One of the first issues I ran into using fig and boot2docker was the issue of mounting writable shared volumes with the volumes_from config. The problem is that when boot2docker mounts volumes, it uses vboxfs, and causes several problems when the host container tries to write or change permissions to the shared volume.

If you are interested, there are various threads on issues relating to boot2docker / vboxfs / shared volumes / permissions etc. It's actually a lot to sort through, and I spent a few days trying to find a solution to the issue I was running into.

I ended up using GitHub user @paolomainardi's solution to nix using VirtualBox's vboxfs and instead expose folders via NFS.

First, modify /etc/exports:

/Users -mapall=[youruser]:[yourgroup] [boot2dockerip]

After you save, you may or may not need to sudo /sbin/nfsd restart to restart the NFS daemon in OSX to pick up the changes.

Then boot2docker ssh into your VM, and run the following:

sudo umount /Users
sudo /usr/local/etc/init.d/nfs-client start
sudo mount /Users -o rw,async,noatime,rsize=32768,wsize=32768,proto=tcp

Now when you need your Dockerfile to change permissions on files mounted via data volumes, it should take. This approach also helps another issue I ran into while running packer.

Dangling images, or, dockerberries

One thing you'll notice when you start working with Fig is that you will start generating a lot of intermediate images that for whatever reason, don't get cleaned up by fig clean. I have a feeling that the next release of docker will include a command to do this, but for now to remedy this, you can try this tip:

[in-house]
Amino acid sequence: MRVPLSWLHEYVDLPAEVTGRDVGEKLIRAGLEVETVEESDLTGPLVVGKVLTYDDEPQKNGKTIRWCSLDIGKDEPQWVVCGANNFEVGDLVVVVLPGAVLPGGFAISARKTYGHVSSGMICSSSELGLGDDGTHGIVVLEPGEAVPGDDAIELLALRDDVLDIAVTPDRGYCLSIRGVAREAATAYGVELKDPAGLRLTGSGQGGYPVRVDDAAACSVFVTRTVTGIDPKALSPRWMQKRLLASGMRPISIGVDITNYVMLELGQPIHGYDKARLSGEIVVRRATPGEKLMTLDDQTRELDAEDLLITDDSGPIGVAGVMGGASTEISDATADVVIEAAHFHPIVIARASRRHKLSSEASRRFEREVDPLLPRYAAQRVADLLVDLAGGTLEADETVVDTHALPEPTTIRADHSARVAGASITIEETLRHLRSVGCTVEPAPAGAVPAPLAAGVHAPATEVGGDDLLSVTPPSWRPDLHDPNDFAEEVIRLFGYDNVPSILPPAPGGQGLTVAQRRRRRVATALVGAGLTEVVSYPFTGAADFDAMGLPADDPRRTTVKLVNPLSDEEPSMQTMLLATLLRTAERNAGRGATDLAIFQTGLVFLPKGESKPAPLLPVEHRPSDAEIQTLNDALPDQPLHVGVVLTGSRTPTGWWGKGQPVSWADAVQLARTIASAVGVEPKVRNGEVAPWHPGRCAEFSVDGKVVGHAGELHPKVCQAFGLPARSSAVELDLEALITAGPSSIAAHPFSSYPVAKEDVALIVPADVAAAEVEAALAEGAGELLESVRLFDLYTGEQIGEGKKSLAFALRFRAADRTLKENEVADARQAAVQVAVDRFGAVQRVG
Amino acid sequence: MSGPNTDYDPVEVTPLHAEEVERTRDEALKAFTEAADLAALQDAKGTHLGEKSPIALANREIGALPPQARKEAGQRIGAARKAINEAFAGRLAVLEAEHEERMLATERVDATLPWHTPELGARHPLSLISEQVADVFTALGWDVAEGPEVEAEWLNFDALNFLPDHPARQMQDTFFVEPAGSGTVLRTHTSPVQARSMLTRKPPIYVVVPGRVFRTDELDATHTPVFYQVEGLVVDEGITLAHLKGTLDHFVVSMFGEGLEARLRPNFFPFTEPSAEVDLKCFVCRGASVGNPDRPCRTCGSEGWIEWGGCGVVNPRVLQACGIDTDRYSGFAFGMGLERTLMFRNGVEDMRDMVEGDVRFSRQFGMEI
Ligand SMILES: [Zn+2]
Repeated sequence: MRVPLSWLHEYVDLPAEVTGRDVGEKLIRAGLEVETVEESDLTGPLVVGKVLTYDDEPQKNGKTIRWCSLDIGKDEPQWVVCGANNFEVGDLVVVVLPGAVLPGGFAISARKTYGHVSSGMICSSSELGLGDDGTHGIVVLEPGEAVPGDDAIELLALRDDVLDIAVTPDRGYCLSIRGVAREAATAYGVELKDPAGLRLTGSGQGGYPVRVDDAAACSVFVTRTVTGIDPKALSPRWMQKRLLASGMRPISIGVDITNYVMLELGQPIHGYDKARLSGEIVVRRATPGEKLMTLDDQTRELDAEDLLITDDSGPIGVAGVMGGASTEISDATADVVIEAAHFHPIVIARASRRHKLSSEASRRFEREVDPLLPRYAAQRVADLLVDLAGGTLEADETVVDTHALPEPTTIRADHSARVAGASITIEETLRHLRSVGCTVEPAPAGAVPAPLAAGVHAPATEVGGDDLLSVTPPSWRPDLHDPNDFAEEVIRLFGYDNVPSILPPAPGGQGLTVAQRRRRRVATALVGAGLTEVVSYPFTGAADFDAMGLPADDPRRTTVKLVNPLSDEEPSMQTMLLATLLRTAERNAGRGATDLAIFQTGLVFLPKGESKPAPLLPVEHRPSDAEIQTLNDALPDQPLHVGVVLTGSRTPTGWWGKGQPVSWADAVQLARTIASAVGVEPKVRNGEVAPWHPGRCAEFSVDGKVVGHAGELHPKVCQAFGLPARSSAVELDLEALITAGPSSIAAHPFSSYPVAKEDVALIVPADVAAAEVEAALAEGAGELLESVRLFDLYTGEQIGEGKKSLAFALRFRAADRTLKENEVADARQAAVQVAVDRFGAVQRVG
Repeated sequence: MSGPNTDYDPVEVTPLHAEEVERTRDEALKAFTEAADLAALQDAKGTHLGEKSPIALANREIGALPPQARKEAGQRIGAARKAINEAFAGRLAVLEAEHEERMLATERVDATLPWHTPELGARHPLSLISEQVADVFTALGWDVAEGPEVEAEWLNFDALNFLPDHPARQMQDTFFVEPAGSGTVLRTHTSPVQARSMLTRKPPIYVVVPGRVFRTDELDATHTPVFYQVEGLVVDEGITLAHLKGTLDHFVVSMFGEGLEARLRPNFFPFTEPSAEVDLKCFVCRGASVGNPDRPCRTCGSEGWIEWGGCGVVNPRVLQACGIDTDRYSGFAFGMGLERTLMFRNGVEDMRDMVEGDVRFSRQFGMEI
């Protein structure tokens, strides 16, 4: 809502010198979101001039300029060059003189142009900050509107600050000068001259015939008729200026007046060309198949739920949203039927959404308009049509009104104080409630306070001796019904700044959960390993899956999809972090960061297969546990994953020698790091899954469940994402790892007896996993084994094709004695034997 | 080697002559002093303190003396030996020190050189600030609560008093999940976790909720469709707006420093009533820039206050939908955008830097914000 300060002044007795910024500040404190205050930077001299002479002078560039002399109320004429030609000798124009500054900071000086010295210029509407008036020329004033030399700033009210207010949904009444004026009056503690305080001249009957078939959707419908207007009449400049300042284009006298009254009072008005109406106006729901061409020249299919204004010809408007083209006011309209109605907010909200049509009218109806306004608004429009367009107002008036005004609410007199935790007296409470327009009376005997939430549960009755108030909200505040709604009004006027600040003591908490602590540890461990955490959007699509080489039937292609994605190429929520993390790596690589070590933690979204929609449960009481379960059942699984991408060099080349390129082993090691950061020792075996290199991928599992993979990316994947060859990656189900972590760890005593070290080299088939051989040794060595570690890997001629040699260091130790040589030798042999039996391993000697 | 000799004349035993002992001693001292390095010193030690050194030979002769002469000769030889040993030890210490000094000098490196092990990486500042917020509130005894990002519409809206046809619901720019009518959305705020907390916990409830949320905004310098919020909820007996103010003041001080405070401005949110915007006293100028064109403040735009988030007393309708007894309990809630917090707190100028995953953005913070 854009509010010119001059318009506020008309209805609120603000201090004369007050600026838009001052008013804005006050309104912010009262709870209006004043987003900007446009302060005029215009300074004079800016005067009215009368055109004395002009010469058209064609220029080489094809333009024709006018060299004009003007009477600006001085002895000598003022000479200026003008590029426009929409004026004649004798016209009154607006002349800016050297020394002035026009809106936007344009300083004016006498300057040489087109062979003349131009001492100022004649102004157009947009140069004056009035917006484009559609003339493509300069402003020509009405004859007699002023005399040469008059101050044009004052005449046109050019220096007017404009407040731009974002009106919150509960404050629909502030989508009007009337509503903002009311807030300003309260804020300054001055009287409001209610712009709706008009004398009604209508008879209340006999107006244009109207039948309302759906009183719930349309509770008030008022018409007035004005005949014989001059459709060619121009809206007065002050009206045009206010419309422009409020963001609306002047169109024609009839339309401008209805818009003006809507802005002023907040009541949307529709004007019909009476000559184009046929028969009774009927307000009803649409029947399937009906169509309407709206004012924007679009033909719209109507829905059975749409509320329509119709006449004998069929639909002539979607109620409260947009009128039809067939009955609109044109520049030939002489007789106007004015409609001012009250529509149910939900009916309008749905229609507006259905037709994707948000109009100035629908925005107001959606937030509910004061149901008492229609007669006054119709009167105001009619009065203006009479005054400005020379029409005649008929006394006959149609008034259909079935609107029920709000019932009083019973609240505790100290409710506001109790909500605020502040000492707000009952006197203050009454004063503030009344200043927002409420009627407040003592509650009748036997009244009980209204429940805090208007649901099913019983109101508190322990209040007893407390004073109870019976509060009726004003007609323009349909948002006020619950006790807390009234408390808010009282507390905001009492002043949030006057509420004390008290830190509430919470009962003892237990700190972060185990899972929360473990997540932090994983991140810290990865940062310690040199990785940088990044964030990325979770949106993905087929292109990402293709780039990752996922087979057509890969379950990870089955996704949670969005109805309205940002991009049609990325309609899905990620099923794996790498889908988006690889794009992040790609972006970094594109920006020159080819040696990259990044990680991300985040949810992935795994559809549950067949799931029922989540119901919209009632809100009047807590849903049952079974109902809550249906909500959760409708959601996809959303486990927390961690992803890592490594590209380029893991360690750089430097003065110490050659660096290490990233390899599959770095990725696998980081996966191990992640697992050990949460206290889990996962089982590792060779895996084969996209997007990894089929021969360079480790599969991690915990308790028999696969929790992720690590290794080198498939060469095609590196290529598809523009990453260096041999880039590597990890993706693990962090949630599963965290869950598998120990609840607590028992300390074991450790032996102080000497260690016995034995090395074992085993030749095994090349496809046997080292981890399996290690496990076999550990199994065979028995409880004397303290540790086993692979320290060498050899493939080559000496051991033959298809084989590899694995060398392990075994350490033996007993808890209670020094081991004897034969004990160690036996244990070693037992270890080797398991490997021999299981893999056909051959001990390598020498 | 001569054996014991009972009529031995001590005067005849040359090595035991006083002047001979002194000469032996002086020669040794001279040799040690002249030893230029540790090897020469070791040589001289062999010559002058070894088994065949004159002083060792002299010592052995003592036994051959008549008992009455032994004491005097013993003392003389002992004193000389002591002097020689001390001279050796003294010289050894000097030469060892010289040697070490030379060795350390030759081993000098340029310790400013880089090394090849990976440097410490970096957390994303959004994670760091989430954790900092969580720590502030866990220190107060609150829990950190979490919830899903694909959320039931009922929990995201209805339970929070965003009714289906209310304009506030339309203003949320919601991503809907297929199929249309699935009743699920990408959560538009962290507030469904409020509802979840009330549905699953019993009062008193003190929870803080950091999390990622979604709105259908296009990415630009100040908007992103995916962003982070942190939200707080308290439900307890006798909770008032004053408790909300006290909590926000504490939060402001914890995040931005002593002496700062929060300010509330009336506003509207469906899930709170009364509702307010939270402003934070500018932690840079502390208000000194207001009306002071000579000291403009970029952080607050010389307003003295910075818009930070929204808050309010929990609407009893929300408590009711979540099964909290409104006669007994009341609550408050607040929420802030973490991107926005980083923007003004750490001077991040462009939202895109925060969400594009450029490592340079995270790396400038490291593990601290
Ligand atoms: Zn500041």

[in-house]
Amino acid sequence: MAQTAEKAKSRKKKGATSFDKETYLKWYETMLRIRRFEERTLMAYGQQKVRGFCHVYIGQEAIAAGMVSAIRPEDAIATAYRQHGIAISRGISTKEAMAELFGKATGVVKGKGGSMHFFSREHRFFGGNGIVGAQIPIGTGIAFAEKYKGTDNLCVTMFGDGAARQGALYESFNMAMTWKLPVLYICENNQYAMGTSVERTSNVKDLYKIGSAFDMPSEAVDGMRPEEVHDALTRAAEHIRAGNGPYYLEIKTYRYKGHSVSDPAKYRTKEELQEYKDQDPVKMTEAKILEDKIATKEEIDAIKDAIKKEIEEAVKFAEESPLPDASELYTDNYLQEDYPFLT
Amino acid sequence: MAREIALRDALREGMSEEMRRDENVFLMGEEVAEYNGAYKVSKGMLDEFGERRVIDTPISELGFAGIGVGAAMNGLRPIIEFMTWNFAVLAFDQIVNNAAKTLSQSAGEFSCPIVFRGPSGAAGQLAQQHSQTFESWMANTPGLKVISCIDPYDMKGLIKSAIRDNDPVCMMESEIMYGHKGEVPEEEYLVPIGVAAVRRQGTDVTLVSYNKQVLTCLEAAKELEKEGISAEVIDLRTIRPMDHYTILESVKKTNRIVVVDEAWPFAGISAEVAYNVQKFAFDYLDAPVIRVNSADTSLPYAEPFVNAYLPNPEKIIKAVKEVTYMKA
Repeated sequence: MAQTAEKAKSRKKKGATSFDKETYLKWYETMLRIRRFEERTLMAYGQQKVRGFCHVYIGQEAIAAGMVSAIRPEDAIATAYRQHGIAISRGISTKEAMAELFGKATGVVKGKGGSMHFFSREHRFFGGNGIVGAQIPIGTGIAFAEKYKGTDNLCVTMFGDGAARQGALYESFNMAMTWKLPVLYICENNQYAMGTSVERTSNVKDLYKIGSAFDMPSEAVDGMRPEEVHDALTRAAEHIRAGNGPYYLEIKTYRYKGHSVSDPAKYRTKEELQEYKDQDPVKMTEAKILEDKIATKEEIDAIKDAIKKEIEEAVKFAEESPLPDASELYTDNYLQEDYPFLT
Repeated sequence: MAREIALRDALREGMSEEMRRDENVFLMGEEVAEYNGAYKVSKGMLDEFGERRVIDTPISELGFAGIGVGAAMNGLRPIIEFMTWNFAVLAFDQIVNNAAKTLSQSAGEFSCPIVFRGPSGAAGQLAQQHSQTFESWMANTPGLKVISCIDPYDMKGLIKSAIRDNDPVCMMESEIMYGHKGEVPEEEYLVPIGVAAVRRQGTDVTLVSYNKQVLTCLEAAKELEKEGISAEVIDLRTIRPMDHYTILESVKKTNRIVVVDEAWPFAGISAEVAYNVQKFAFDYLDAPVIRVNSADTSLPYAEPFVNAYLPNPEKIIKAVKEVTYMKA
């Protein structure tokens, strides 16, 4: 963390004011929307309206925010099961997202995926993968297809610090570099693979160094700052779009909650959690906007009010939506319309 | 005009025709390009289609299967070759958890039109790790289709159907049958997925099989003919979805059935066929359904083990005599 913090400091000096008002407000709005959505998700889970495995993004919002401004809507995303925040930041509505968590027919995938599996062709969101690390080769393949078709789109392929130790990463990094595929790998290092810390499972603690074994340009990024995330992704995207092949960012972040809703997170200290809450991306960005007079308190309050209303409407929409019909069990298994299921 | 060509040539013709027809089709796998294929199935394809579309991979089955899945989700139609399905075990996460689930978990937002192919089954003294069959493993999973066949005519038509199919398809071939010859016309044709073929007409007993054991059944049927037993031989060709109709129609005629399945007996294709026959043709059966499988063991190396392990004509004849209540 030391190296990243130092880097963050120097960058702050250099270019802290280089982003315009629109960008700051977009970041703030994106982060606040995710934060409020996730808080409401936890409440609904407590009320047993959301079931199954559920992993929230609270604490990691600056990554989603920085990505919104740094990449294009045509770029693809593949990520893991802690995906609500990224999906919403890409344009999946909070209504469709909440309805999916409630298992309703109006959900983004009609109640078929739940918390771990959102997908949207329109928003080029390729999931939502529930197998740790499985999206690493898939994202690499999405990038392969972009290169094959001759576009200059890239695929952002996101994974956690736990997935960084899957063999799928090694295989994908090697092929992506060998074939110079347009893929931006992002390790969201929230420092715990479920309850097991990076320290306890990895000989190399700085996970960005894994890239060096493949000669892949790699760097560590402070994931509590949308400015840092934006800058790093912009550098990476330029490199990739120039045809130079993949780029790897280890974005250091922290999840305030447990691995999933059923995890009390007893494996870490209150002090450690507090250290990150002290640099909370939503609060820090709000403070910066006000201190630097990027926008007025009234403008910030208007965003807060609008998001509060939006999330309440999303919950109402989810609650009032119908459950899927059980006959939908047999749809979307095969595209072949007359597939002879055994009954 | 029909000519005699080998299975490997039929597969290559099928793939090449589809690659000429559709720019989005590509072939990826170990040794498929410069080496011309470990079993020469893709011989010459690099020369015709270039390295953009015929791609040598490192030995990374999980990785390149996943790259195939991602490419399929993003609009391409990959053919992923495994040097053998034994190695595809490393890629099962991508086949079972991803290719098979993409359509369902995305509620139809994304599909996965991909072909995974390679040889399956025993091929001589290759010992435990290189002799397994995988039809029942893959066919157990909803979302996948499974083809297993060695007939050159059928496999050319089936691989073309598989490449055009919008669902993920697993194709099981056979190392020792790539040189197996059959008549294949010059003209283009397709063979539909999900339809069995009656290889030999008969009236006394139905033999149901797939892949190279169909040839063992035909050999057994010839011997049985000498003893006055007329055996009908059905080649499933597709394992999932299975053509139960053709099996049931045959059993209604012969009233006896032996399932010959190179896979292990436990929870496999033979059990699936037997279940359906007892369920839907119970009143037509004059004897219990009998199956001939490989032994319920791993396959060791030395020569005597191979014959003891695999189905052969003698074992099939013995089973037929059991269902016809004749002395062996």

$ docker rmi $(docker images -q -f dangling=true)

or to force cleanup:

$ docker rmi -f $(docker images -q -f dangling=true)

even better add this to your aliases:

alias docker_clean_danglers="docker rmi -f $(docker images -q -f dangling=true)"


Packer is a tool for creating identical machine images for multiple platforms from a single source configuration.

Packer is a great utility, from HashiCorp, the makers of Vagrant, to use configuration files to generate multiple images for different services such as: Amazon EC2, Docker and Vagrant. Need to generate an Amazon AMI, but also want a Docker image you can use elsewhere or push to a registry? Packer is the tool for the job.

I quickly ran into a weird issue running packer build using a shell provisioner with inline. My builder would start, and then mysteriously just sit there and hang when it tried to copy the script. As it turns out, part of the issue is because of a bug using Packer with the latest version of Docker (1.4+). I didn't want to downgrade Docker to 1.3, so I incorporated the fix locally, and re-built the packer binaries for OSX_x64.

As of this writing, Packer still hasn't merged the patch, but you can download my OSX binaries (install them to /usr/local/bin), or build them yourself if you want to get up and running with Go.

The second issue is that packer stores it's temporary files and folders into /var/folders on OSX. You'll note from my findings with Fig above, by default boot2docker mounts /Users, and that's it, so there is no way for Docker to get provisioned by anything Packer wants to send to it since the boot2docker VM can't read /var/folders.

There are several issues that have been reported around this, and it looks like most people solved it by setting their TMPDIR environment variable to something inside their /Users folder, like: /Users/myuser/tmp since that folder gets mounted in the boot2docker VM.

$ TMPDIR=/Users/chief/tmp packer build mybuild.json